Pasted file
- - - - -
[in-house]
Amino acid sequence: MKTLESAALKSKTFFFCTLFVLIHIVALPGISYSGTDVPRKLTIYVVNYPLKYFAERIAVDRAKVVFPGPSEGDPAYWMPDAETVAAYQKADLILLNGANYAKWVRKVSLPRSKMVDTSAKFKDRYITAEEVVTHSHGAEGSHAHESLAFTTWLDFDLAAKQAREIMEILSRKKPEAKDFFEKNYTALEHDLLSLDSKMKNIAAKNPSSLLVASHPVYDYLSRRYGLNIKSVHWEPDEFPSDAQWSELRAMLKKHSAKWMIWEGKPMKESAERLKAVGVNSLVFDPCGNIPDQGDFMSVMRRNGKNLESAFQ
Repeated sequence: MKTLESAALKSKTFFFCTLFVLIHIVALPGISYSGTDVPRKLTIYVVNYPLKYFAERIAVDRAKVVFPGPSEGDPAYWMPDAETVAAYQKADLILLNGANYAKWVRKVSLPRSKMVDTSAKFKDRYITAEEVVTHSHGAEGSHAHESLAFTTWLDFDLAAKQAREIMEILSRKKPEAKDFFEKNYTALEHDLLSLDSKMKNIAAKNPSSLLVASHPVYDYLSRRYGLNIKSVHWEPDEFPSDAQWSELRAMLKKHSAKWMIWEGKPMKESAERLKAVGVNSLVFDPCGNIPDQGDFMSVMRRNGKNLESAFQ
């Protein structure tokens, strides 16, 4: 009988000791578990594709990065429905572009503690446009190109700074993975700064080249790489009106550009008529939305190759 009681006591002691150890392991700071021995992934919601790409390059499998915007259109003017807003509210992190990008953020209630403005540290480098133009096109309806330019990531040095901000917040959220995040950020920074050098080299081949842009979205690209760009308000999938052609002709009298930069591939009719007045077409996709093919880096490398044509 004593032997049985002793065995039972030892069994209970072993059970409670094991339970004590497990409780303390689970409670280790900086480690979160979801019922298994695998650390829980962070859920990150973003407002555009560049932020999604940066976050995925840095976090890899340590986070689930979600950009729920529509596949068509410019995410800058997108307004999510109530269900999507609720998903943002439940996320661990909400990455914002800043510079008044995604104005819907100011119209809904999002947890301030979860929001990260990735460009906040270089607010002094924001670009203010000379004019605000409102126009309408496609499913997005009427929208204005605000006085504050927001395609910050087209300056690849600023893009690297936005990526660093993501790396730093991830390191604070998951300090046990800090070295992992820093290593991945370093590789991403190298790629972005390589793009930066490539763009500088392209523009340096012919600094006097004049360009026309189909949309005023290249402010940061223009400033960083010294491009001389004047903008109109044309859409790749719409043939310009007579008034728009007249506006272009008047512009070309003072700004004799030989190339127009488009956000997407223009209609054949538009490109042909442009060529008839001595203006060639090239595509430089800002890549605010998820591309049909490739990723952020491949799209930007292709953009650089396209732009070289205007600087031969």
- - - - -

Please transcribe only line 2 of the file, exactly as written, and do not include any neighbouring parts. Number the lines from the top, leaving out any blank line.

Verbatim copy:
Amino acid sequence: MKTLESAALKSKTFFFCTLFVLIHIVALPGISYSGTDVPRKLTIYVVNYPLKYFAERIAVDRAKVVFPGPSEGDPAYWMPDAETVAAYQKADLILLNGANYAKWVRKVSLPRSKMVDTSAKFKDRYITAEEVVTHSHGAEGSHAHESLAFTTWLDFDLAAKQAREIMEILSRKKPEAKDFFEKNYTALEHDLLSLDSKMKNIAAKNPSSLLVASHPVYDYLSRRYGLNIKSVHWEPDEFPSDAQWSELRAMLKKHSAKWMIWEGKPMKESAERLKAVGVNSLVFDPCGNIPDQGDFMSVMRRNGKNLESAFQ